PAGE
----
Mac app code signing for beginners

Graham Samuel livfoss at mac.com
Thu Apr 26 17:53:10 EDT 2018


In response to messages on both lists, this is an explanation of the way I’ve successfully code-signed apps for Mac using the simplest possible methods. I’m talking about desktop apps made in LC to run on Mac OSX - I am currently using LC9.0. This seems to work for me (of course YMMV). There are very much more complex ways of doing this, which I am sure produce a “purer” version of the app without surplus stuff in the PLIST.

I am leaving out a very large quantity of settings and options, and I’m not taking advantage of the many powerful features of the Code Signing utility I use, App Wrapper 3. So if you are feeling mentally strong, I recommend you try to understand these and take advantage of them. App Wrapper 3 is well documented, and one can also write to Support. Probably a lot of things I’ve done, including signing the installer separately, could be done in better ways.

Anyway, HTH.

Steps:

1 Create your standalone using the Standalone building features of the IDE. Note that you will need to provide an icon in “.icns” format for the app itself, and if it has documents, a document icon. For the PLIST material, choose the option to let LiveCode write the PLIST for you,

You must name the program - this is the name the user sees. If you have documents, again you have to put in the document type and the extension.

I leave out the signature (it just stays at “????”). This doesn’t seem to do any harm in modern versions of OSX.

You must all fill in all the version information.

Of course you need to check the files to be copied - since my apps tend to be “splash stack” designs, there are other stacks to be included in the app, plus preference files, manuals etc.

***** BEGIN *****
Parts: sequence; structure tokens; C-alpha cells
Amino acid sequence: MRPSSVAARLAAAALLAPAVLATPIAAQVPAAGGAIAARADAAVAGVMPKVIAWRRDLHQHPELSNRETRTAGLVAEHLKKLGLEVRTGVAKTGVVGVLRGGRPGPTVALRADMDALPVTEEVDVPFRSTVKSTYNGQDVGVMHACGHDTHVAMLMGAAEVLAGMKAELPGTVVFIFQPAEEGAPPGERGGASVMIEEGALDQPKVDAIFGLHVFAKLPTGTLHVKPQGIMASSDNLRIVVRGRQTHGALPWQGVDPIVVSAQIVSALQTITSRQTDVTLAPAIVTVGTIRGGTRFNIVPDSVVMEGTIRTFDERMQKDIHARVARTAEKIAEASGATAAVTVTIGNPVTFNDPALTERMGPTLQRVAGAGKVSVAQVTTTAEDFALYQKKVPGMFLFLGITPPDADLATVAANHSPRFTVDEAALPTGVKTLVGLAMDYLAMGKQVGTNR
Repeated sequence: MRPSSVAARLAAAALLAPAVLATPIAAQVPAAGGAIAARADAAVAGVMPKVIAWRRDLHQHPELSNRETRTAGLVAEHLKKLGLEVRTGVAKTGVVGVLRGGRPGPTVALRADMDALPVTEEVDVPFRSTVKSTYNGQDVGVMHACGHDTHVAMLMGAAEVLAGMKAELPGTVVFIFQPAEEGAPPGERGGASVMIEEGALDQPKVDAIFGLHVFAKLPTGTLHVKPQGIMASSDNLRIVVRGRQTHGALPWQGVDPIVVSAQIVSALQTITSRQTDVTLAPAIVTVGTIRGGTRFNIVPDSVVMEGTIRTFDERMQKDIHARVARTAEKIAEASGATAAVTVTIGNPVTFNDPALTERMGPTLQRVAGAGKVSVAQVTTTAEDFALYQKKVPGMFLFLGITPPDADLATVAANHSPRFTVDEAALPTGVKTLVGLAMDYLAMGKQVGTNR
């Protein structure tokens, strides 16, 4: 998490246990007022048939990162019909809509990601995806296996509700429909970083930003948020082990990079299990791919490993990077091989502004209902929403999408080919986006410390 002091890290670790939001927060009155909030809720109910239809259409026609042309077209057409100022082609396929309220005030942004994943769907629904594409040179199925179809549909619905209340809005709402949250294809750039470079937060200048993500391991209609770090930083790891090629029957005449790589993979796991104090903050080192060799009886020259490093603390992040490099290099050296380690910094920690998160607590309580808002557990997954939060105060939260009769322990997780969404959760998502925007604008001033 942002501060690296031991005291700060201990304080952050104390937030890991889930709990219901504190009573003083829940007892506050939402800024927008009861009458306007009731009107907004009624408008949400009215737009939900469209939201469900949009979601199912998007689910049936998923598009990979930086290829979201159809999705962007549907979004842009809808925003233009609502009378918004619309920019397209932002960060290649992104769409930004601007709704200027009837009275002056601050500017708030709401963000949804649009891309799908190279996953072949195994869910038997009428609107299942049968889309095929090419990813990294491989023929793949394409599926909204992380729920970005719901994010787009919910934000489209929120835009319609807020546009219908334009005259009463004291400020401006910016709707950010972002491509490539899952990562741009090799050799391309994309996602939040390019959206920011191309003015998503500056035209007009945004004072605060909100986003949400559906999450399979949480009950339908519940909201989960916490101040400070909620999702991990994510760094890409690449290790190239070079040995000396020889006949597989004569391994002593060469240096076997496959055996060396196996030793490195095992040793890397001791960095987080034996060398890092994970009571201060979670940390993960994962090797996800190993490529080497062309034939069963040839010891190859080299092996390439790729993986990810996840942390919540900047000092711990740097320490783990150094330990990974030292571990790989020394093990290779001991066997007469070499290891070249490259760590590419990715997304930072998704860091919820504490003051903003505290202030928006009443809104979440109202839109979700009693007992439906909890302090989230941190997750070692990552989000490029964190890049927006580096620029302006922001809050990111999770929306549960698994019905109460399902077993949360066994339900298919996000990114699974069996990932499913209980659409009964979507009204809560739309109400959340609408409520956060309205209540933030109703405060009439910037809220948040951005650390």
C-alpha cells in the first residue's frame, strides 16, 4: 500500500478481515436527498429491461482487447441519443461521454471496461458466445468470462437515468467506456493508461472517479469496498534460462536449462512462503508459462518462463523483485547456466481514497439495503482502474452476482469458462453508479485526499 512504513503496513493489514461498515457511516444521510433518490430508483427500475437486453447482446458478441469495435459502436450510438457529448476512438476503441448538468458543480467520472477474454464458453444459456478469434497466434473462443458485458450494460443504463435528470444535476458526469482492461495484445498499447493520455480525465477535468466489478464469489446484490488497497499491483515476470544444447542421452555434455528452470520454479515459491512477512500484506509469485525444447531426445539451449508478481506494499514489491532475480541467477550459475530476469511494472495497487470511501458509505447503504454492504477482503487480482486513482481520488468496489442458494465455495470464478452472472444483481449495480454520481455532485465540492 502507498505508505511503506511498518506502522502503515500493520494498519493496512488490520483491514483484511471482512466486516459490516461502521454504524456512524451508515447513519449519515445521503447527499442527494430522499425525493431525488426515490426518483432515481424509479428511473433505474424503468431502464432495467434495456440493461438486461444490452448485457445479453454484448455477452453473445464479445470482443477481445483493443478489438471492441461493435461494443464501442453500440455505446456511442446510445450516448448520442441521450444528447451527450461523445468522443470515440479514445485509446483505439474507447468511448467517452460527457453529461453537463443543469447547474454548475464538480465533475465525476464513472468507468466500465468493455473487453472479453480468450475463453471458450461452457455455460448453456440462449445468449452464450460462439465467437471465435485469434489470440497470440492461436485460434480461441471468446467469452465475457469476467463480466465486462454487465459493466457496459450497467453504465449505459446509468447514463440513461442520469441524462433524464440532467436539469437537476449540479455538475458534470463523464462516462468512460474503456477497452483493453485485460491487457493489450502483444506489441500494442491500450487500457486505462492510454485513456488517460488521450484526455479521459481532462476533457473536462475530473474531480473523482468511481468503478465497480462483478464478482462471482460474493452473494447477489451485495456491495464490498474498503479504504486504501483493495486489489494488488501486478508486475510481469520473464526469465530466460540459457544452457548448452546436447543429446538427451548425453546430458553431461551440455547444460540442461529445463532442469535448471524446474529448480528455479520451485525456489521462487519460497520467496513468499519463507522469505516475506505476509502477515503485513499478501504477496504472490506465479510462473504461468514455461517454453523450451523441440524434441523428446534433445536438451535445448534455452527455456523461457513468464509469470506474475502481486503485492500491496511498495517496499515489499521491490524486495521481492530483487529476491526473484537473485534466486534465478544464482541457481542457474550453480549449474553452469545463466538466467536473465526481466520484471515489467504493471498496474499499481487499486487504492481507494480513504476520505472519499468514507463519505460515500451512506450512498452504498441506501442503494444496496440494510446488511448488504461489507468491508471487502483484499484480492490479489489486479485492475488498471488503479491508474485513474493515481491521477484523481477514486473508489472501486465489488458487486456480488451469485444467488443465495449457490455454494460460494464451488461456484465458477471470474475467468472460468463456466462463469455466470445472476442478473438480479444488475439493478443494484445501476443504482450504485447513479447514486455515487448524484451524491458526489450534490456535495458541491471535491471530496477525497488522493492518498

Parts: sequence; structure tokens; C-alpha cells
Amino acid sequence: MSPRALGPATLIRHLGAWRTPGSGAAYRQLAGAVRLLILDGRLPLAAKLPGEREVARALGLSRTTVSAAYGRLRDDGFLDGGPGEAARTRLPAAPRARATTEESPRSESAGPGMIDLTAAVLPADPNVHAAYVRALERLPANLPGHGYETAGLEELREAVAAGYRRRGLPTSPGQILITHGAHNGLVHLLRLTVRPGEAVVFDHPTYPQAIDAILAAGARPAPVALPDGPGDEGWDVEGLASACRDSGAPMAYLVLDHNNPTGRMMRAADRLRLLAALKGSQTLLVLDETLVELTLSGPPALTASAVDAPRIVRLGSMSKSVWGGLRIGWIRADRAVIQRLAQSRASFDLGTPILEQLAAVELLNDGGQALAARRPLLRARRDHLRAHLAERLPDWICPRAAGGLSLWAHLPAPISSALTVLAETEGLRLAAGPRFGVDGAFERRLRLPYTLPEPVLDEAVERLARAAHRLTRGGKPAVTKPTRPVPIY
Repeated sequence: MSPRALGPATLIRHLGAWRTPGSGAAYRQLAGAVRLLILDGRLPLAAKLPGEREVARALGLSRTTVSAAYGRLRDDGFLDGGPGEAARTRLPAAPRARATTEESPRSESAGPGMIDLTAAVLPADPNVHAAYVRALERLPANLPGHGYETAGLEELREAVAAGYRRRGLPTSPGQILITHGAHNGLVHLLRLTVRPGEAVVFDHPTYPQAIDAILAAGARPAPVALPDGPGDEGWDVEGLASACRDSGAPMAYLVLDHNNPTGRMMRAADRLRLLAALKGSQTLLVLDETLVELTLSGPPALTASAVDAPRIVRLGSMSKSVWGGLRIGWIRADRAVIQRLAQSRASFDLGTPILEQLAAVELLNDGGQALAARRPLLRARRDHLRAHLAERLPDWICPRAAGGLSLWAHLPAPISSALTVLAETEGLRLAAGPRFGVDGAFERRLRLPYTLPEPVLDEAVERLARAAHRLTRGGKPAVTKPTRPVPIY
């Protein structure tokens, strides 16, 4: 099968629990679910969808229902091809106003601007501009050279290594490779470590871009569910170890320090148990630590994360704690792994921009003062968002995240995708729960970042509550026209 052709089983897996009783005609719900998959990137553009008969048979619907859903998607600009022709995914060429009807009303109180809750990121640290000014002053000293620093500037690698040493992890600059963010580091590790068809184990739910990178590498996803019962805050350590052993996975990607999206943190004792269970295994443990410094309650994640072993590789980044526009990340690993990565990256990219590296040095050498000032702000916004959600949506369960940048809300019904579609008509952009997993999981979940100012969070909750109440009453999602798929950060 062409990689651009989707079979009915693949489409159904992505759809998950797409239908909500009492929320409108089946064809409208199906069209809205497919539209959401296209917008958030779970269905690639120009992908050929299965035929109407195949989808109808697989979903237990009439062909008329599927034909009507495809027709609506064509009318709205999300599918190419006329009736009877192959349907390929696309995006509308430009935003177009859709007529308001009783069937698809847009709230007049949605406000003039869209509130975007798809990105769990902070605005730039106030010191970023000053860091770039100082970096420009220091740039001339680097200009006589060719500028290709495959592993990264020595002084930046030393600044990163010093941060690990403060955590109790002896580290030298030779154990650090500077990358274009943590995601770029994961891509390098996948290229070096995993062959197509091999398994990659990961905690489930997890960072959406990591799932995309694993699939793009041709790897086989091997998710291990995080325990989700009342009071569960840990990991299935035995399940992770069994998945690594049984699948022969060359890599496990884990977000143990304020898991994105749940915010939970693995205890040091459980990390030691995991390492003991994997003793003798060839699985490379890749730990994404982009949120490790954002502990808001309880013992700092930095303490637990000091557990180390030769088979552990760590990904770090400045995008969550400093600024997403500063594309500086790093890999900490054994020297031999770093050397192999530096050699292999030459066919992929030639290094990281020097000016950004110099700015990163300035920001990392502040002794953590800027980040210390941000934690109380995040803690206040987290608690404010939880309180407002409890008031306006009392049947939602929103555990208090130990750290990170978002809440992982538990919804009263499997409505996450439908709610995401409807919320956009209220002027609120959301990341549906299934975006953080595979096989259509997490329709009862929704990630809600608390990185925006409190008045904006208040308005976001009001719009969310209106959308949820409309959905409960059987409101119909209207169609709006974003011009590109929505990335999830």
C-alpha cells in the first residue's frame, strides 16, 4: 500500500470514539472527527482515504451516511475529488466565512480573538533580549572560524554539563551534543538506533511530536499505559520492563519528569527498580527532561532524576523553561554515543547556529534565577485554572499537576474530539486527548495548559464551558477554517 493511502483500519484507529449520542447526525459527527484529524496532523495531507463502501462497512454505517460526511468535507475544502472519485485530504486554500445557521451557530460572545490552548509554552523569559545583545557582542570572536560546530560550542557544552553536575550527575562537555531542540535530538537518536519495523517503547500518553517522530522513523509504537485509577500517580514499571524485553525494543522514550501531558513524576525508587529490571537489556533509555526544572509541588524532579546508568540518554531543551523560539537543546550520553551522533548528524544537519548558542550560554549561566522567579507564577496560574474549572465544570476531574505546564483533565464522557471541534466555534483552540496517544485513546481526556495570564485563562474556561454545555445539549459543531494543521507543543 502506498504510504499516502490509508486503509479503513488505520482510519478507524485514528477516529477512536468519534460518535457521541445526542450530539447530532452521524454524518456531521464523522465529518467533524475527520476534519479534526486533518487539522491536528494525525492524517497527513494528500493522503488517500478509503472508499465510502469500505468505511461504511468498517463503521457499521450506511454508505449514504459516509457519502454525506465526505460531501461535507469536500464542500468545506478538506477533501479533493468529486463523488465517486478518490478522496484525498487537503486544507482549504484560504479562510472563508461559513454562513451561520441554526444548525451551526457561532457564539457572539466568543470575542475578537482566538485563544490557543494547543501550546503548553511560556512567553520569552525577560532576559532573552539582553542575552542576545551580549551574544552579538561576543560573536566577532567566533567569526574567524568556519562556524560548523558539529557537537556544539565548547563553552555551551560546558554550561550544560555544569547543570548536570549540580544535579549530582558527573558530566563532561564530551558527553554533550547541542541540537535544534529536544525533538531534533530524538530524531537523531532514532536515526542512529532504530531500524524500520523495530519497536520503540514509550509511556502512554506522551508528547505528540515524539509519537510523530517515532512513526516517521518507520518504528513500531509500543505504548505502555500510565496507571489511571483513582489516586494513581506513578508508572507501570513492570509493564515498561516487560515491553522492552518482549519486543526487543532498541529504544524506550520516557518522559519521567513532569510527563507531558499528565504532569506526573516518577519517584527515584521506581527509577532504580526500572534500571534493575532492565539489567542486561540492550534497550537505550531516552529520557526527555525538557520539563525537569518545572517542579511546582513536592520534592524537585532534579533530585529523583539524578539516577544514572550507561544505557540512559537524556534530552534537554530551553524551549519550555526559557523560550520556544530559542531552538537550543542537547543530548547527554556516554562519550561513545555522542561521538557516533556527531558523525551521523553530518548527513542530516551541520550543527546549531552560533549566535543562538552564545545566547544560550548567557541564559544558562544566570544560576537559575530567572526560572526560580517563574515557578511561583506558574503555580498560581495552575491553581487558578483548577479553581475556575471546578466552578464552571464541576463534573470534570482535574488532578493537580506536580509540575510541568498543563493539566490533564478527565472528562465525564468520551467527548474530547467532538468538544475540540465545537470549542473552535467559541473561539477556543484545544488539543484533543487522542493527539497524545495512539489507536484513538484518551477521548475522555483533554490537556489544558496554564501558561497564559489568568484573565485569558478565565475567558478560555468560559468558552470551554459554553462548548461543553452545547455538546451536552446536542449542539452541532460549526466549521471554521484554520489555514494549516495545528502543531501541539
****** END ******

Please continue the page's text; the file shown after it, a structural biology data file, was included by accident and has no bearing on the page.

Don’t forget any inclusions.

2. Run the standalone to make sure it really works.

3. Now, we need to code sign it. I use App Wrapper 3 (the current version appears to be 3.8.5 - sadly this appears to be a 32-bit app, let’s hope it’s upgraded before Apple deprecates them all this Autumn).

App Wrapper 3 wants to know a pile of stuff, but some of it can be ignored if you are not planning to distribute via the Apple Store. I found I had to tell it in its “General” tab :

- The Category (Education, etc)
- The minimum OSX - I think a pretty recent version is best, say 10.9 - this will mean less squawking in reports later
- The copyright notice (I’m not sure you need this, as the Standalone Maker already recorded one)
- The version format - I use “trim to 3 decimal places - - x.x.x”
- The About Box credits - this is free text

I check Reset Permissions for the entire application, not sure what this means. I have always found permissions deeply mysterious, but on we go…

I never have a Help Book, so I don’t know what do do if you don’t leave this blank, sorry

The ‘Code Signature’ needs to point to whatever valid certificate you have - mine is a ‘web distribution’ one, which means no Apple Store, but I can offer it on a server, and I do.

I use Zip File packing, which I think is the default.

I set the destination folder for the signed version and leave the tab at that.

For the “Capabilities” tab, I don’t need anything, but most people will need something related to the OS’s facilities such as Open and Save dialogs - so set what you need.

The “info” tab doesn’t really need you to do anything.

The  “Other" gives you the opportunity to remove unwanted languages, but apart from that, leave alone.

Now click “wrap” and App Wrapper should produce a code-signed version of your app in a folder created by App Wrapper.

At this point you can can go back to the beginning of App Wrapper’s tabs and get a report. This can seem extremely scary, but really the only thing to worry about is if the code-signing has worked or not. What I regret is that I have not yet understood how to supply complete icon families, so the report says various sizes of icon are missing. This will not stop your app working, but it is still regrettable.

If you have mastered all this, you can create an installer with Matthias Rebbe’s InstaMaker or directly with DropDMG (this message doesn’t seek to explain how to do this), and you can code sign the installer, which I do.

I feel a bit of a fraud writing all this, but it really has worked for me. So, HTH

Graham







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